Parents can help reduce fighting among youth
Involving parents makes programmes designed to prevent violence among youth more effective, a study says.
New York: Involving parents makes programmes designed to prevent violence among youth more effective, a study says.
Addressing the parents' attitudes about fighting, involving them in violence prevention programmes and tailoring programmes to different racial/ethnic groups may improve the effectiveness of prevention programmes, the researchers said.
"Fighting can lead to serious injuries and even death, so we felt it was important to identify effective ways to prevent physical altercations among adolescents," said corresponding author of the study Rashmi Shetgiri from Los Angeles Biomedical Research Institute in the US.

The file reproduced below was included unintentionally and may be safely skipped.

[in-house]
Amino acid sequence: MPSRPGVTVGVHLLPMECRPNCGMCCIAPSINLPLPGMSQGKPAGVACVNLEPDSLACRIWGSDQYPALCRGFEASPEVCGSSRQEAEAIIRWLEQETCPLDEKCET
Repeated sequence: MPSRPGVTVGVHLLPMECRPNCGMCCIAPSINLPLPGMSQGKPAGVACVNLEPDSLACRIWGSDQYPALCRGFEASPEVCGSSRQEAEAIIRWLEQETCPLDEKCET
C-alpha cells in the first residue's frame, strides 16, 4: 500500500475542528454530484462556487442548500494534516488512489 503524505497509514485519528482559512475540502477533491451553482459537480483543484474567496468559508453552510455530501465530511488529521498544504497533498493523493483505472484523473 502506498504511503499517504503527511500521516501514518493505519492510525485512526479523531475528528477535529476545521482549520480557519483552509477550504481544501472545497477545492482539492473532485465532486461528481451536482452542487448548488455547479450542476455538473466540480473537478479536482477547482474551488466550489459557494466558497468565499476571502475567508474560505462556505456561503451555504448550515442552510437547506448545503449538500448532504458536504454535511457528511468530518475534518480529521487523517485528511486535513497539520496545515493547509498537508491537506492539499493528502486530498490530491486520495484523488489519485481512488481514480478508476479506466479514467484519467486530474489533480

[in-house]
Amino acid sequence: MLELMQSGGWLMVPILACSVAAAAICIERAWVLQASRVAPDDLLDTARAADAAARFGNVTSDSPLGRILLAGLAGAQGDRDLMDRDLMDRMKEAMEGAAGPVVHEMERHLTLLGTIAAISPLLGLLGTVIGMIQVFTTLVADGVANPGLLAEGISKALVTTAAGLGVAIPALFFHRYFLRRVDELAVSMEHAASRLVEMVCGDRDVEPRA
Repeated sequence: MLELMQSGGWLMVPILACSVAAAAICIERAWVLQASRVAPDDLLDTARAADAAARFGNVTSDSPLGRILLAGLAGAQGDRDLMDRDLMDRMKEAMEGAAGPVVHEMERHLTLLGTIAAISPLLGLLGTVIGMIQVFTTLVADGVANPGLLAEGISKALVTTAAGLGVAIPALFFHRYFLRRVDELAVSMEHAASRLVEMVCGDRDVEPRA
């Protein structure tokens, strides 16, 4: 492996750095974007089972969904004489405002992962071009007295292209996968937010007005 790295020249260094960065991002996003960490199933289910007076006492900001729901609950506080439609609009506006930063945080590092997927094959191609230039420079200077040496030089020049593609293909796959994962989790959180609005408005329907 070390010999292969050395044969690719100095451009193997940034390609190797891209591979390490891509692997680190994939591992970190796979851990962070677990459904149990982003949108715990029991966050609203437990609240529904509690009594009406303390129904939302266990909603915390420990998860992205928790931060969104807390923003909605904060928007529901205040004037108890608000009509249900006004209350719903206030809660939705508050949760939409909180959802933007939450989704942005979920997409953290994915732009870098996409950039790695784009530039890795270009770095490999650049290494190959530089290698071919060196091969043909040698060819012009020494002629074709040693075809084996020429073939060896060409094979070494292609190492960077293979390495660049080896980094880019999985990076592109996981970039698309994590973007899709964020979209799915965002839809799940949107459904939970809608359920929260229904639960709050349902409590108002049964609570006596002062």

"Most violence prevention programmes focus on school-based interventions with little involvement of families. This study suggests that it is crucial to involve families, especially parents, in violence prevention programmes," Shetgiri noted.
Nearly one-fourth of all teenagers in the US reported being involved in a physical fight in the past year, with higher rates of violent altercations among African American and Latino adolescents, the study said. So this study on teenage violence focused on attitude of African American and Latino parents.